An mRNA vaccine has been found to induce antibody responses against all 20 known subtypes of influenza A and B in mice and ferrets
Influenza viruses are constantly evolving, making them a moving target for vaccine developers. The annual flu vaccines available now are tailored to give immunity against specific strains predicted to circulate each year. However, researchers sometimes get the prediction wrong, meaning the vaccine is less effective than it could be in those years.
Some researchers think annual flu jabs could be replaced by a universal flu vaccine that is effective against all flu strains. Researchers have tried to achieve this by making vaccines containing protein fragments that are common to several influenza strains, but no universal vaccine has yet gained approval for wider use.
Now, Scott Hensley at the University of Pennsylvania and his colleagues have created a vaccine based on mRNA molecules – the same approach that was pioneered by the Pfizer/BioNTech and Moderna covid-19 vaccines.
mRNA contains genetic codes for making proteins, just like DNA. The vaccine contains mRNA molecules encoding fragments of proteins found in all 20 known strains of influenza A and B – the viruses that cause seasonal outbreaks each year.
The strains have different versions of two proteins on their surface, haemagglutinin (H) and neuraminidase (N), which are targeted by immune responses. But even within one strain, such as H1N1, there can be slight variations in these proteins, so the version in the universal vaccine will not exactly match every possible variant.
In tests in mice, the team found that the animals generated antibodies specific to all 20 strains of the flu virus, and these antibodies remained at a stable level for up to four months.
In another test, the team gave mice the universal flu vaccine or a dummy vaccine containing code for a non-flu protein. A month later, they infected them with either one of two variants of the H1N1 flu virus, one with an H1 protein that was very similar to the version of the protein in the vaccine, and one with a more distinct version.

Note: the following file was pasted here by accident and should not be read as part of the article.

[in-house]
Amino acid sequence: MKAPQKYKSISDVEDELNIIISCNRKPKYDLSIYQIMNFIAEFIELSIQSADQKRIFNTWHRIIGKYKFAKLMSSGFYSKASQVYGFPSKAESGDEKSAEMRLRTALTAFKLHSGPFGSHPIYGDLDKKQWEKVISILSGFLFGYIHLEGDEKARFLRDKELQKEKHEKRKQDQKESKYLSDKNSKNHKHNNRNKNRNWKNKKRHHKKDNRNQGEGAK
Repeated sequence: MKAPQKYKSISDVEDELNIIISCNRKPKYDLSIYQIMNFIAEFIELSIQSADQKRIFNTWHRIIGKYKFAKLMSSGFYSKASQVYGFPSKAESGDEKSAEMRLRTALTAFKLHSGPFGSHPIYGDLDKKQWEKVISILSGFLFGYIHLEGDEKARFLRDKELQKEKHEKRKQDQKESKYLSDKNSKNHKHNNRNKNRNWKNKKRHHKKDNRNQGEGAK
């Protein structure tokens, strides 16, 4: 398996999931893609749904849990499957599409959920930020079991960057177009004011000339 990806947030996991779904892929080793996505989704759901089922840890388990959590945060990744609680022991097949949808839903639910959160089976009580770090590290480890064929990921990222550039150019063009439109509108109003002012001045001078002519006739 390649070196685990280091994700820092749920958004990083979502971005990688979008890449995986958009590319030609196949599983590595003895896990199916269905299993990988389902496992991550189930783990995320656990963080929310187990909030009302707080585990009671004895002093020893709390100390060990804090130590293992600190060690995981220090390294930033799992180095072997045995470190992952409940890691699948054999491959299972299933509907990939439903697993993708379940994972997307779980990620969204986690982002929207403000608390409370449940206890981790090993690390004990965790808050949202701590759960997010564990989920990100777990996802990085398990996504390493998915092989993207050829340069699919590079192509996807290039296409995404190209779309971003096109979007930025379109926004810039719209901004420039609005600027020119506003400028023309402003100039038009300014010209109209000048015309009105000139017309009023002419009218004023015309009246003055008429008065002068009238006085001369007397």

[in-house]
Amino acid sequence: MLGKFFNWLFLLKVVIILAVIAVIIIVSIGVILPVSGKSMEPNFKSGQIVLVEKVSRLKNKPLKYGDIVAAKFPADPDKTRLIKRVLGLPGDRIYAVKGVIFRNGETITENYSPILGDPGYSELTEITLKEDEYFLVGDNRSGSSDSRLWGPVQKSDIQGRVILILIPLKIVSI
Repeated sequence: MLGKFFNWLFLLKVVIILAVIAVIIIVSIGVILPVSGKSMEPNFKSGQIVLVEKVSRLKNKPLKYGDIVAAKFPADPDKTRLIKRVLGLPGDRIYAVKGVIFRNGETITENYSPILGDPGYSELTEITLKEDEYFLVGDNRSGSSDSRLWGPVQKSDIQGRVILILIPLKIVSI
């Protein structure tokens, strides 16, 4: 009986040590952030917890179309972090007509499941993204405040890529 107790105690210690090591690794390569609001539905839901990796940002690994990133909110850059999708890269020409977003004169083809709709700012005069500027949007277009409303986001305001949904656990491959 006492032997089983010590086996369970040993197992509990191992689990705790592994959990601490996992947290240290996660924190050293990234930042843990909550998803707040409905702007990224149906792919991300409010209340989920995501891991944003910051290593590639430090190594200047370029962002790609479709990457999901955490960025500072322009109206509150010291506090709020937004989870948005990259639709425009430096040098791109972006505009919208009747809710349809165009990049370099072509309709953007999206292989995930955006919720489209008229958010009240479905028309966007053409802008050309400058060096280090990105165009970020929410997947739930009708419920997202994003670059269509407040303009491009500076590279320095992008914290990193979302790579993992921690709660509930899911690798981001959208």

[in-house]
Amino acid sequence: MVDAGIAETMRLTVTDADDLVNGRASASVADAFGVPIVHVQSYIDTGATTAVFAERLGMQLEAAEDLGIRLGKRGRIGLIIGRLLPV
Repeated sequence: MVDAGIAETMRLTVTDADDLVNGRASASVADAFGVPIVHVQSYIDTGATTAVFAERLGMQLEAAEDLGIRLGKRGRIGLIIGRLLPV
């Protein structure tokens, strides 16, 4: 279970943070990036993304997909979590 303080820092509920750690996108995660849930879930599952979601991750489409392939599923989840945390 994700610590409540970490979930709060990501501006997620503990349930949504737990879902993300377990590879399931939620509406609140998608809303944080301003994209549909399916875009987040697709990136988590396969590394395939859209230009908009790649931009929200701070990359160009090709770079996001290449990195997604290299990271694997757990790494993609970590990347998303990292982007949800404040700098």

All the mice given the flu vaccine survived exposure to the virus with the more similar protein and 80 per cent survived being infected with the more distinct variant. All of the mice given the dummy vaccine died around a week after infection with either variant.
Another group of mice were given an mRNA vaccine targeted only to the precise flu strain they were exposed to, and all of this group survived over the same time period. This suggests the universal flu vaccine would offer less protection against new variants of the 20 flu strains than an annual vaccine matched to new forms of the virus, says Albert Osterhaus at the University of Veterinary Medicine Hannover in Germany, who wasn’t involved in the study.
The researchers also tested the universal vaccine in ferrets with similar results.
“The mouse and ferret models for influenza are as good as animal models get. The animal data are promising and thus a good indication of what will happen in humans,” says Peter Palese at the Icahn School of Medicine at Mount Sinai in New York.
A key benefit of mRNA vaccines is that they can easily be scaled up compared with other approaches which rely on growing influenza viruses in chicken eggs or in the lab, says Palese.
“For generating a basic immunity against epidemic or pandemic influenza virus strains in the future, this strategy could offer an option if longevity [of immunity] in humans is confirmed,” says Osterhaus.
“Definitely these animal data are promising and merit further exploration in clinical studies. Given previous studies with candidate universal flu vaccines in human trials, it is hard to predict what the clinical data will bring,” says Osterhaus.
“This 20-HA mRNA vaccine was tested in ferret animals, which is highly significant and may hold promise for protecting against future emerging flu strains against severe disease in humans,” says Sang-Moo Kang at Georgia State University.
Journal reference: Science, DOI: 10.1126/science.abm0271
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